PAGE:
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Our leaders should learn from the Senegalese President Macky Sall. He gifted Senegal’s victorious Africa Cup of Nations squad with financial rewards and landed properties after the Teranga Lions clinched the continental crown for the first time. The President immediately on arrival of the squad announced fiscal rewards of 50,000,000CFA ($87,178), and awarded each player the prestigious ‘Order of the Lion’ honour. These were complemented with a 200-square metre plot of land in Dakar.

Each of the players also received a 500-square metre plot of land in the first district of the new city of Diamniadio (30km from the capital).

The Senegalese players were able to get their rewards while still alive and can thus make decisions over whatever is given to them. On the other hand, what our own government has just done now is like medication after death. This is because some of these players have since died.

They are no longer alive to maximise what is given and there is every tendency that someone who may not even be on their list of beneficiaries may just cash in on the opportunity to enrich himself or herself.

To worsen matters, no one from the family may be willing to go through the rigours of claiming what rightly belongs to their kinsman i.e the football player. This is in view of the bottle-necked administrative system inherent in Nigeria.

It is just disheartening, given the ways and manners our governments make promises without making efforts to redeem them.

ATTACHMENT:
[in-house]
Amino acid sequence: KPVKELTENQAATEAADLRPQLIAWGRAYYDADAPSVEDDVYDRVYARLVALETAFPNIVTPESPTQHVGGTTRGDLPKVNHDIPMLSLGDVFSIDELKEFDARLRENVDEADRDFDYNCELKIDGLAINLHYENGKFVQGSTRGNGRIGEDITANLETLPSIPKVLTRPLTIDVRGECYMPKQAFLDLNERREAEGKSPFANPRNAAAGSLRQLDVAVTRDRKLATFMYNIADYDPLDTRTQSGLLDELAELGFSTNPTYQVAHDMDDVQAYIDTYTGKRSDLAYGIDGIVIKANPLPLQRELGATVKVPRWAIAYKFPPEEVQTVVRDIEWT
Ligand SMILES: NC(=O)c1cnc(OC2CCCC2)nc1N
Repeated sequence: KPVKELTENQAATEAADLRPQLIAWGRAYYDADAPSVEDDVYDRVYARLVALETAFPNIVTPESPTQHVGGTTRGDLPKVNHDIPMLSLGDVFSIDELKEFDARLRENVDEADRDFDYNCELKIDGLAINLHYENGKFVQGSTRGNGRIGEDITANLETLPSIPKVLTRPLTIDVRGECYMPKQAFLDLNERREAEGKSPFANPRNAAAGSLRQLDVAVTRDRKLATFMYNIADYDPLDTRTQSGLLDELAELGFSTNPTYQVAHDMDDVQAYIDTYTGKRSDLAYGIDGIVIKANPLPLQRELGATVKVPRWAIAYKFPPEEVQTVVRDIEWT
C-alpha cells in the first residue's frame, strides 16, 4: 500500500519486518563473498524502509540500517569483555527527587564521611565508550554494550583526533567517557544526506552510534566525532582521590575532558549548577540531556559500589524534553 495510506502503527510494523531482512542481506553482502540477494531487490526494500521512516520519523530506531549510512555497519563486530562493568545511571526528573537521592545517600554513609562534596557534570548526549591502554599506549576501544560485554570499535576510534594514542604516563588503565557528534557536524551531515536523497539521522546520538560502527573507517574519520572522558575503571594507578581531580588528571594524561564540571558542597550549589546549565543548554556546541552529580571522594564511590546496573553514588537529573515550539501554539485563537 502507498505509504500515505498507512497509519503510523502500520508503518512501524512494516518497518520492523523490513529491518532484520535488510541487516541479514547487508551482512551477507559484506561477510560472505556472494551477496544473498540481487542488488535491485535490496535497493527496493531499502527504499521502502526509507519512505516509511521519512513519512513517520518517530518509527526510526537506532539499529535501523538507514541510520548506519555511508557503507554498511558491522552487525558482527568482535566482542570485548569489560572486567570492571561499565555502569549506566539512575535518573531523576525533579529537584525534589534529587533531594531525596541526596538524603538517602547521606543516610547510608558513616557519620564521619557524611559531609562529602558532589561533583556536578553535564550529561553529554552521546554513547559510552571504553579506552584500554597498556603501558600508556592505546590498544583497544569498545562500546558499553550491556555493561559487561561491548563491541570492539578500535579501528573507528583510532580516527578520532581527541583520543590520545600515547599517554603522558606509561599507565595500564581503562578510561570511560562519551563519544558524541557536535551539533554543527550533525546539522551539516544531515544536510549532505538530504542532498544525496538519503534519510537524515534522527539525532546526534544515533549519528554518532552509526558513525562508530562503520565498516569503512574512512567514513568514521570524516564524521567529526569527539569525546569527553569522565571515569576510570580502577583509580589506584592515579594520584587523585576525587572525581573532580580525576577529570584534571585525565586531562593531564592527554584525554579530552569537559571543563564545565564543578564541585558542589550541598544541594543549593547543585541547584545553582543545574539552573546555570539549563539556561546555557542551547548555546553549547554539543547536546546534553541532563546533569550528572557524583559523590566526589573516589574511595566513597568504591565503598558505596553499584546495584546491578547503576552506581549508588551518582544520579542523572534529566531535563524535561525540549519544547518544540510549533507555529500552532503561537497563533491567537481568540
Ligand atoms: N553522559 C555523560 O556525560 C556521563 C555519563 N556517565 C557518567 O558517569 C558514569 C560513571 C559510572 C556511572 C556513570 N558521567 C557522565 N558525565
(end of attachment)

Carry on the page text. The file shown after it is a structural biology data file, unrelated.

Again, just recently for instance, 10 months after the conclusion of the last edition of the National Sports Festival (NSF), tagged Edo 2020, Governor Godwin Obaseki of Edo State appealed to the Federal Government to redeem the outstanding N500 million it pledged as contribution for the hosting of the event.

That is rather unbecoming for leaders to be found culpable of making promises they cannot or do not want to redeem. That amounts to playing to the gallery, as against facing the realities on ground.

If the politicians can have the funds to travel abroad at will, what stops them from attending to the rights, privileges and promises of the citizenry. In this particular instance, it should be remembered here that what we have on our hands is a government-to-government obligation. And yet a non-redemptive situation is still the name of the game.

Therefore, it is time to rewrite our leadership and political mantra and begin to approach governance in a humane way through soft security and not the hard security syndrome that we are used to!

Certainly, a nation that is steeped in broken promises like ours has a long way to go in terms of forging positive linkages with the populace. It is time for our leaders to be more prompt and humane in their dealings with the populace. And one sure way of ensuring this is to faithfully and speedily fulfil promises made to the citizenry.